Inference Group

Research activity report, January 2000 - David MacKay

Error-correcting codes

IBM Research labs, Zurich, have given us a $40,000 award with no strings attached. They are also interested in supporting a PhD student who would work in Zurich for x months per year, where x is being negotiated. I hope to have this student start in September 2000.

Lucent (Bell labs) have developed a chip for use in disc drives based on the error correcting codes that we have been working on. I am asking Lucent for support similar to IBM's.

I am still talking to Nortel, and to another company called Tandberg TV, about industrial collaboration.

Matthew Davey defended his thesis in December 1999. We have submitted a paper on a method for communicating over channels with synchronization errors, a long-neglected research area.

Simon Wilson now says he will submit his thesis by February 2000.

Latent variable models

James Miskin continues to work on blind signal separation, including deblurring of images. He is working on data from various sources, including Toshiba's Cambridge laboratory.

Human-computer interfaces

David Ward is improving the adaptive language models for our gesture-driven computer interface, Dasher. He has made a prototype coupled to an automated dictation system so that experimental tests can easily be made. Alan Blackwell, a postdoc in the Rainbow Group at the Computer Laboratory, has joined the project, and has helped us to assess the useability of the interface. Depending on the outcome of these experiments, we may try to spin off the software into handheld computers and/or computers for disabled people.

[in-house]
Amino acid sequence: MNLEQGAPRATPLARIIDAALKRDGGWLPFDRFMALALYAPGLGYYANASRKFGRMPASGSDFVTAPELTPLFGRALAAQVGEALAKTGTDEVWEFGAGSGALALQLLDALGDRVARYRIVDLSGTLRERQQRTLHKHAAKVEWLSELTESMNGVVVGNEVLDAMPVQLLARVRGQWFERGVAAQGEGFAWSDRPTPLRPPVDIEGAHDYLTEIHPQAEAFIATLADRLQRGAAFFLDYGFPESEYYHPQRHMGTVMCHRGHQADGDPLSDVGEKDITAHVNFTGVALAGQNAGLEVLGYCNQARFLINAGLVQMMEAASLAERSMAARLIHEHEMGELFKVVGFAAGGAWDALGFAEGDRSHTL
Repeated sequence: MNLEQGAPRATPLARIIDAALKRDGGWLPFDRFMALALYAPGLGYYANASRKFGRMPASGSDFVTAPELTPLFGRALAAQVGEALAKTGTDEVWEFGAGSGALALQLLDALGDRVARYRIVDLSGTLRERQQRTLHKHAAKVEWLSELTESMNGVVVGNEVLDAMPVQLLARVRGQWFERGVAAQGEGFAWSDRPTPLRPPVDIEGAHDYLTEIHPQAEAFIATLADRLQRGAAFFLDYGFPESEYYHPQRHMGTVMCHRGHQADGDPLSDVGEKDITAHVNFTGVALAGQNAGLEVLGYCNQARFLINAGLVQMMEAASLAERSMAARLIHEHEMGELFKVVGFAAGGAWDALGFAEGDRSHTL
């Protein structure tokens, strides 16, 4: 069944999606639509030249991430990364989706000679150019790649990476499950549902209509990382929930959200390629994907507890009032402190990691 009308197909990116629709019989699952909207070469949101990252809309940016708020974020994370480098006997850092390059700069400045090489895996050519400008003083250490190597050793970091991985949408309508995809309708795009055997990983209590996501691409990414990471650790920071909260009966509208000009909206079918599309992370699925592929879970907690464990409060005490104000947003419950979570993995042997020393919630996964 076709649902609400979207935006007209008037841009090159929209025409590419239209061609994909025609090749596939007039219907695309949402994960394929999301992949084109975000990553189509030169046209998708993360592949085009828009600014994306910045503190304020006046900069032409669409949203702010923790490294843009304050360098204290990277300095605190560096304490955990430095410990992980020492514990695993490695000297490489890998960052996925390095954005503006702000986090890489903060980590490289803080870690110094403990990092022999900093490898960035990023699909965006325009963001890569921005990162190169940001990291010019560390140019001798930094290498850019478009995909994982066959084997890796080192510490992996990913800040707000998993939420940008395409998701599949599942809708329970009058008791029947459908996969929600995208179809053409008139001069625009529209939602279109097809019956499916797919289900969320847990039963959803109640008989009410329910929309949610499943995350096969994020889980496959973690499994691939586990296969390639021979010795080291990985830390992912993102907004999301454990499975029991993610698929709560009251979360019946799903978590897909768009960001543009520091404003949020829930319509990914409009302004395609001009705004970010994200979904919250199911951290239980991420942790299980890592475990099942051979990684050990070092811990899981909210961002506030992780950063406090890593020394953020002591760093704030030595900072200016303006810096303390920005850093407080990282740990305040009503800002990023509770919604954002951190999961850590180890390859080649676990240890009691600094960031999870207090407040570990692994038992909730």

Once the finger-driven version of the interface is working well, we will continue work on the eye-driven version using the eye-tracker that has been loaned to us by ASL.

Teaching Physics

Sanjoy Mahajan continues to develop Physics teaching methods; his test groups include high school students, first years and second years. He collaborates with Mazur and Hestenes in the USA.

We plan to create hands-on Physics exhibits (`plors', as found in the Exploratorium) and test their effectiveness as teaching aids in local schools.

Other topics

Empirical Modelling of non-linear relationships
Harry Bhadeshia of Materials Science continues to use our neural network and Gaussian process software.
Quantum computing
The new PhD student who was to work on quantum error-correction did not come.

Plans for next year

I hope to recruit two PhD students, one funded by IBM, and one supported through the Mott system; and perhaps one postdoc.
David MacKay <>
Last modified: Fri Jan 7 21:46:07 2000